Inside Music Curation: Hip Hop's Regional Movements

2023 is a mammoth year in music, as the world celebrates Hip Hop @ 50. From New York to L.A., Atlanta to Houston - we're looking at the regional movements in Hip Hop that have made the genre ever-evolving.  


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The music curation team here at Feed Media Group (FMG) is experienced at selecting music for businesses. While technology and analytics play a critical role throughout the curation process, our music curators' expertise, inquisitiveness, and ability to put the world around us into perspective make our music stations so effective.

Staying connected to pop culture trends and understanding the broader context of songs in society is key to creating a great music station. It's this connection, context, and care that most distinguishes our stations from those the best algorithms of major streaming platforms might generate.

Join us as we explore topics surrounding the curation of music for businesses and brands. From use cases to user experience, we will dive into genre, audience, data and trends. Live on Facebook, YouTube, and LinkedIn, the first Wednesday of the month at 1pm Pacific.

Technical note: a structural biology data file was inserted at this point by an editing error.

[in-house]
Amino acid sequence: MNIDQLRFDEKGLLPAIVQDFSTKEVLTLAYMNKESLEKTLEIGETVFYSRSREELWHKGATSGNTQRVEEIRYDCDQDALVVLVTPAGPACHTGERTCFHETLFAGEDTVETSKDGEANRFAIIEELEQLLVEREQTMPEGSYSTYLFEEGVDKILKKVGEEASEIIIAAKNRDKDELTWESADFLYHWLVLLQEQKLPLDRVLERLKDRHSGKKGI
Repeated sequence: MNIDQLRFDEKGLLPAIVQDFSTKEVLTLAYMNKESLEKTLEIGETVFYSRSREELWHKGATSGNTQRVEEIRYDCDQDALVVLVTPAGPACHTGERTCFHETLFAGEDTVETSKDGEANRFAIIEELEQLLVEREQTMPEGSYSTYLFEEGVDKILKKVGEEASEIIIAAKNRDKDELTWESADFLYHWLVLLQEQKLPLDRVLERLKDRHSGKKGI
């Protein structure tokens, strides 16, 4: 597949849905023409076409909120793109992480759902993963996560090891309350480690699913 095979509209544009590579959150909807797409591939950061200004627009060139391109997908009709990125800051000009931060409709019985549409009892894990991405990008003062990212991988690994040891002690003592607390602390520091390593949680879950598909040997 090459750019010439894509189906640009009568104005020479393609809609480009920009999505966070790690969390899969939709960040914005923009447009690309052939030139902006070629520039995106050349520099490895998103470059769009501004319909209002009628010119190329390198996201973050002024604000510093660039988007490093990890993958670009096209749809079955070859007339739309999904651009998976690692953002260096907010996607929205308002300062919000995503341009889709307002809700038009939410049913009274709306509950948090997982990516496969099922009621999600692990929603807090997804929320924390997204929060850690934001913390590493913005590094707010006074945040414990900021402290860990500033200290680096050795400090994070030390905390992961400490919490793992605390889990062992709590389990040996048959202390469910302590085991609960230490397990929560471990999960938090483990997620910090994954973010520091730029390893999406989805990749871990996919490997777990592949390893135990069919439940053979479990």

hello everyone and welcome to inside music curation We Are the team at feed Media Group uh where we program music for businesses and we love to get together on the first Wednesday of each month and talk all things music curation uh this week we are continuing to celebrate 50 years of hip-hop in 2023 and our first episode we talked a lot about the roots of hip-hop in New York um how we as music fans sort of got into hop in our our wide-ranging interest there um and this week we're talking about Regional movements so we've got uh Mike Juan and stens from the team here to sort of take us on the sort of more geographical journey of how hip-hop grew and spread so sends you want to start us off with a little history lesson as well yeah sure and not to keep it hopefully not too dry but um you know when you think about hip-hop I think those of us that are old enough to live through a lot of it you know even if we didn't even if we weren't born and raised in the Bronx in the 1970s we've come to know that you know Well Done sir that's another reason we need to do on this call but uh yeah I mean it was a New York thing you know fundamentally and so um in Broad Strokes it was all about the New York scene in the 80s right and then you know LA and the LA area especially Compton grab the mic rudely and aggressively away from New York and they re-anchored the base into La in the late 80s early 90s that really you know started to steal a lot of the Thunder from hip-hop it also added some huge new flavors and styles and just more diversity into it and then um you know we'll get more into this but I think well there was obviously a really famous Feud that ensued between the to the West Coast it took down two of our most beloved MCS of all time which really still hurts because to this day Biggie and Tupac Are legitimately some of the greatest to have ever rocked the mic and made hip hop music but in the midst of that you know war between the coasts in the 90s the South you know didn't so much tiptoe in as like broke the door down with you know outcasts famously you know showing up at one of the source award shows in the mid 90s and getting booed originally and Andre 3000 saying well he was just Andre then he wasn't Andre 3000 but the South got something to say and that was a huge understatement because then the so-called Dirty South erupted in the mid to late 90s and it became kind of a tri-coast hip-hop landscape and with each addition into this Regional stew of hip-hop new flavors and new Styles and new Incredible artists came into it and um yeah I think we wanted to get a little bit into some of those different pockets and like what we've experienced as curators and as hip-hop fans in our life you know kind of compare and contrast not only those big three coasts if you will but also like some of the other pockets of of hip-hop that have enriched the Styles and sounds and I'd love to just pan it off to Juan and um you know Juan maybe because we did a little pre-call you were talking about how like pre-2000 it really was like where are you from where are you at right and then it comes to 2000 it became a lot more loosened up and opened up about that can you like I thought that was super on point can you give us a perspective on like what that meant to you and like how that came to be and maybe some examples of it yeah no of course um you know I wasn't there for the beginning of hip-hop right but I was a 90s baby and regionality still existed then because you know it was always like East Coast hip-hop like that was defined it was a certain type of thing and West Coast hip-hop is a different type of thing and so you know I think that it was a it was a two a two kind of like two punch type thing where it was partial media and partial just like at this point 20 years into uh hip-hop styles were changing right uh and so then in that time there was this just like this definite like ownership right of what those styles were uh and then after what you like one of the biggest events I think still one of the biggest events in hip-hop uh was when Biggie and Tupac passed right I think that that was a reflecting moment for hip-hop to see hey you know uh other than you know this regionality stylistic difference you know like this other stuff that is involved with hip-hop it allowed people to kind of take a look at that and I think what that did it created a time in history late 90s early 2000s where hip-hop was so open right in fact so open to the point where it became basically pop right um last week and I'm only telling the story because I think this really kind of uh explains this right last weekend I went to go see Ghostface Killah uh at a show in Los Angeles and lo and behold Will I Am came out of nowhere you know last possible person I would have expected to be at a ghost face kill show right Ghostface Killah invites him on stage hands him a mic and goes man I'm so appreciative of you you know like because of you we were able to move you know we were able to expand our base right and I thought that was so powerful right because here you're looking at a amazing underground rapper with a lot of esteem right and you have this other rapper or I mean pop artist right well I am where he is a part of that movement he is this pop guy you know but at the same time he's getting love from Ghostface and he spit more than 12 bars over some Wu-Tang beats it was it was super cool um but that just shows you how open it is now right whereas I think in 96 would you have seen will I am in Ghostface on the same stage maybe not yeah I do think it's interesting um for you know as we look on 50 years of hip-hop and it's still being or now even more sort of obviously always additionally belongs to like the younger generation too so from a historical's perspective you know they're going back to discover some of the old older hip-hop and seeing its influence on newer hip-hop um so I think it'd be good to sort of talk about you know what are the sort of like sound stylistic tent poles east west south um you know when when you're a new hip-hop fan or whatever like what are you sort of hearing that's distinctive in those regions well you know one of the things that um I I can't remember who said this in an interview it might have been Ice Cube but um explain it pretty concisely just in in terms of the difference between East Coast hip-hop the sound of it and west coast and East Coast hip-hop was made to be listened to in headphones when you're on a Subway or you know using mass transit so the sounds are going to be different West Coast hip-hop was recorded for car culture so you know you had the heavier sort of like you know bass to sort of drown out traffic you know you're listening to it you're blasting it in your car as opposed to listening to it on your on your you know your headphones so right right there just sonically there's a there's a difference right yeah that's that's really I had not heard that and it's just so it's like an aha it's like oh yeah totally of course like you don't have to know a lot about hip-hop for that explanation to ring true as far as sonically you know especially if you know kind of the late 80s style of New York hip-hop and then like The Chronic and Dr Dre and the stuff the Lush instrumental deep massive bass right it like sonically opened everything up it made it like cinematic you know probably not a coincidence that it's close to Hollywood right like it became cinematic and then I I think most people would agree that Atlanta has also got like a healthy car culture and so it's continuing that depth and sound and just the volume around it but yeah coming back like to East Coast like to the original and that whole headphones idea which is really interesting well it was it was the street parties first right like it was the it was the block parties and everything like that where it was like the Disco influence and it was party and breaks the break beats and all that stuff and then as hip-hop became like with the Walkman probably technology was a driver like in 1982 83 84. you start hard to get more intricate lyricism right and so I think you know East Coast hip-hop as far as signifiers cleared to get into some of the like musical weeds of it I would say for East Coast hip-hop traditionally it would be like sampling you know I mean like borrowing anything any sounds that you can that you want or you need like you didn't have maybe instrumentalists you maybe didn't have instruments like you had a record player you had two record players right so like the limitations became the aesthetic Foundation right and so that and then like you didn't have maybe you weren't trained on how to sing or you weren't trained as a musicians that you you wrapped you spoke right and it became more and more um like um refined the lyricism became so refined in East Coast hip-hop that I think to this day many people could still legitimately point to some of the late 80s MCS like rock him and Big Daddy Kane and KRS one and you could legitimately say that purely from a lyrical standpoint and it's subjective the lyricism it already had been kind of gone to the highest level of like lyricism like other it's not to say it's done Kendrick Lamar is a supreme lead Lyricist and stuff like that but like the headphones and all that stuff it was really much more about the lyrics and the sampling sounds and then yeah like hot potato to you on like talk us through some of more of the Stylistics of maybe quintessential West Coast and quintessential South sounds of what those sound like yeah um you know it's interesting um I feel like well now I feel but it's also demonstrated in a lot of the tracks that you know happen towards like you know maybe the not the latter of the 90s but towards like the middle of the 90s like a lot of Dre uh they started utilizing a lot of like Parliament Funkadelic like Funk twos G Funk G Funk era right that became almost something synonymous at least for 90s babies that was a part of that West Coast sound right because like uh East Coast sound in the 90s was more on like the Jazz kind of like it had it was I mean obviously boom bap was hard and it was intense but it had a very Jazzy undertone whereas like West Coast yeah I was just so funky and so groovy and it just gave kind of like a different aesthetic and uh to uh Mike's Point about um you know the car culture and the subway uh being from Connecticut and also living in Los Angeles that's so true you know it's such a difference in environment um yeah but uh you know to not leave the South behind right uh you know the South incredibly I think will be known or we also discussed this right we'll be known for its uh contributions and rhythm uh everything from crunk right the intensity of that crunk base right with those blaring like you know uh sense and things of that nature to you know trap you know where you're having that duple meter you know you're having it's a different intensity a different type of experience but it's all still pretty intense um you know before uh before today I was actually looking through just to see like other you know Southern rappers and you know it's incredible the amount of con like the contribution they've given right like Master P right like make him say ah like when I heard that song I was waving a white like white tea like this for days you know or uh so so deaf Jermaine Dupree or um you know could be could not be Timberland that's for discussion though but uh yeah it's just they Infuse so much flavor so much like new ideas that I think that it just uh if anything improved well then improve it it just changed American hip-hop yeah I kind of want to chime in with my own sort of like localized hip-hop anecdote of um being from the Bay Area and being exposed to that scene because in a lot of ways I think at the time um sort of more like early 2000s of like true like hyphy coming on to the scene they got a lot of parallels with crunk um but we're very quick like it kind of acknowledged it but kind of was like Hey like this is our own thing um and for me in that music even though I'm not as you know deep in some of the other sort of like Regional hip-hop movements um the slang and linguistics within that music is so specific um to the point of it like it really um defines the subculture of if you're in it or you're not and if you're from that region or you're not and like even the amount of people I've had to just explain how to use hella properly which is like a pretty basic phrase but it like it's all intertwined um with the music scene I car culture also plays into that ghost writing also a big part of it so um that is yeah sort of an interesting aspect we have have yet to unpack um the sort of like many elements of those as well so uh yeah I think the the sort of sense of belonging that comes with the regionality is really important and um I think again yeah we've we sort of see that peak in the a pre-internet age of like it being as common in social media or whatever and then I think we sort of see that like in that information era and the the ability to be able to disseminate and send beats over the Internet versus having to show up in studio you're getting a lot more you know cross-country collaboration across Regional collaboration um and all those different sounds blending together what do you guys think about that I mean you know now that you can do all of that you know is it is that Regional flavor gonna go away is it all going to be homogenized like yeah how do we what do we what's the what's the takeaway there you know what I mean like are we are we happy about that are we yeah I don't I don't see it as like a yeah like happy or not as much as it is like uh there's a greater opening as Juan was talking about just in the defining of the genre I do think though like you know people have a lot of Pride about where they're from and and it's always going to be a part of their story so in hip-hop and in genres of music where like you know so much of yeah your quote unquote street cred comes from like which streets you were on I think it'll always be a part of a part of that flavor yeah and one you know one of the things you know Mike about that there's not like obviously an open shut answer to that but I think and you know Juan talked about this a lot on our pre-call too of like the role of the hip-hop producer right which I think let's just briefly get into it which is to say that you know typically in other genres namely Rock and pop you know to a certain extent anyway not always for pop this isn't true but to a certain extent the producer role on those was like the engineering and the like finalizing the product and the musicians the people whose name you are Bruce Springsteen and stuff like that they're heavily involved in the production XYZ but in hip-hop it's always been or at least for a long time there's like the emcee and the producer the producer creates the music you know what I'm saying and so I think coming to your point in question it's like the interesting thing now is to hear like you know Jay-Z over a Timberland beat like like a New York rapper over a southern beat or like you know Scarface over a Rizzo beat you know what I mean like a southern rapper over like an East Coast beat and so like that kind of that interplay between those two sometimes when it's obvious like that where it's like hey this like with Dr Dre producing like a Raekwon song like he's produced a couple rayquon songs so it's like oh yo what does the woo sound like flowing over Dr Dre ooh amazing sometimes it's obvious and sometimes it's not and so you're gonna have I think there's gonna it's obviously too like more of this cross-pollination but then at the same time the underground like the underground is always digging up and you know that because you're an a r guy the anr is always digging up like new sounds and new flavors and flows and redefining you know like what it means for this area yeah yeah it's it's interesting to to to I was thinking about that before this call you know I I just moved last week to Nashville and I was like can't really name very many huge hip-hop artists that have come out of Nashville but there are some pretty big producers from from Nashville Ron Gilmore Junior um you know who who worked with Jay Cole um take Heath I think did Drake stuff and I think those guys uh those producers living in Nashville being influenced by the music that is predominant here which is country and country music production which is very clean very tight you can hear that in some of those J Cole tracks and some of those Drake tracks very clean very tight so it's interesting to see the the what what influences the producer that influences the artist that is recording the music right yeah Rick has a song with Morgan Wallen out this week yeah that's right I forgot about that yeah that was crazy yeah most genre pop that was like yeah I mean that's so smart like you know Morgan wallen's gonna grab for some Morgan Wallen right he's gonna grab for some little Dirks fans and vice verses like that was even I couldn't see that coming that was like wow that's that's next level you know genre blending yeah yeah for sure um so do we want to wrap it up with uh some final thoughts maybe um either like a sort of you know Regional collaboration you've you'd love to see or um or which you know to the extent this regionality has really taken hold anywhere you think will be specifically popping off in 2023 I am going to predict a Resurgence in east coast boom bap hip-hop there are some great new artists coming out of Harlem right now this guy by the name of Joe West I've been keeping an eye on him for a couple years and I think he just did a big record deal with Republic records and I think he's gonna um put some other Harlem hip-hop artists on the map and uh we're gonna we're gonna hear more more of that stuff I hope I I hope it's just kind of a secret wish great one what you got uh uh right now for me it's tough to gauge where hip-hop is um a lot of the big players are in some big trouble um but I will say this right the thing that I'm very confident in is that regardless the region women are taking over hip-hop uh you know I love the fact that like now we sort of have well no no no hold on do we have a West Coast because we have sweetie oh boom thank you all I need yeah you have these great representation throughout the whole nation right and sweetie's not someone to sleep on is an incredible Lyricist uh you know in Houston um there is this amazing uh there's actually a couple amazing uh acts uh besides uh Megan the stallion which I'm really stoked that she's like inspired so many women to come through but like there's Bia there's uh cash page I mean there's so many uh but anyways that's that was all to say foreign well I mean I think that hearing more women in hip-hop is really exciting and you know gratifying and it's definitely very much hap you know it's it's the prevalence is inescapable and I think it's something to be celebrated and I think some of it is that the dudes are making some sleeping music right now I mean like I'm just gonna be honest like I think that some of the party ethos and uh you know like having fun and also like the pop crossover Vibes to hip-hop a lot of women are female MCS uh are like really strongly playing to those right now with like coil array and like um some others we haven't mentioned like ice spice I just saw there's an ice spice remix with Taylor Swift of karma well played both of them and so yeah like I think that's really great and and I'm not disparaging of trap or Atlanta at all because they've given so much tip up and they keep giving to it but I think that to Mike's Point it's time for a little bit more of a course correction you know whether it comes in the form of the baby too and some of these emcees that are a little bit more like on the beat and a little bit more in a duple flow a little bit more of aggressive traditional lyrical style than the the like you know trappy sleepy triplets you know even Drake is like mostly in that space right now I think it's a little like we need a little bit more of that vibrancy I think to kind of counterbalance all of the Trap that's coming out and I guess the one other thing I'll just kind of throw out there is a last minute bomb to walk away from which is interesting to me and maybe it's just because um you know the Atlantic Ocean is even bigger than we sometimes think it is but like with all of these U.S hip-hop Styles blending and cross-pollinating and stuff like Grime in the UK is still like kind of off on its own and that's it's a beautiful amazing thing because there's a lot of incredible Grime hip-hop that's happening um you know speaking of incredible female MCS little Sims is just freaking incredible which I know Mike's seen her live little Sims but it's like is any of that Grime style gonna start to come over here because it hasn't like we're seeing reggaeton's coming into the US charts and we're seeing now like afro pop is coming which is awesome like we're seeing all that stuff happen but Grime is still kind of like in a lock box so let of a prediction and more of a question like are we going to start to see some of those flavors coming in and you know Claire to the extent that you have a point of view I'd ask your question of you too because you're always you're always always plugged in here to the ground on a variety of styles you know what do you think's next or what are you excited about um I was yeah gonna drop coil right in there um as well that is sort of like an interesting yeah like microcosm of uh sort of regionality and Hip-Hop of like it's gonna start with sort of like you know you're one sort of Marquee artist female artist for each region so we are sort of like seeing that a little bit um but I think they're yeah really supportive of each other which is great um and uh and I think yeah that will only breed yeah more collaboration and and interesting sounds so definitely excited for it and uh yeah I want to thank you guys so much for participating today and uh if you want to check out more from feed Media Group you can find us at thanks all awesome thanks thanks guys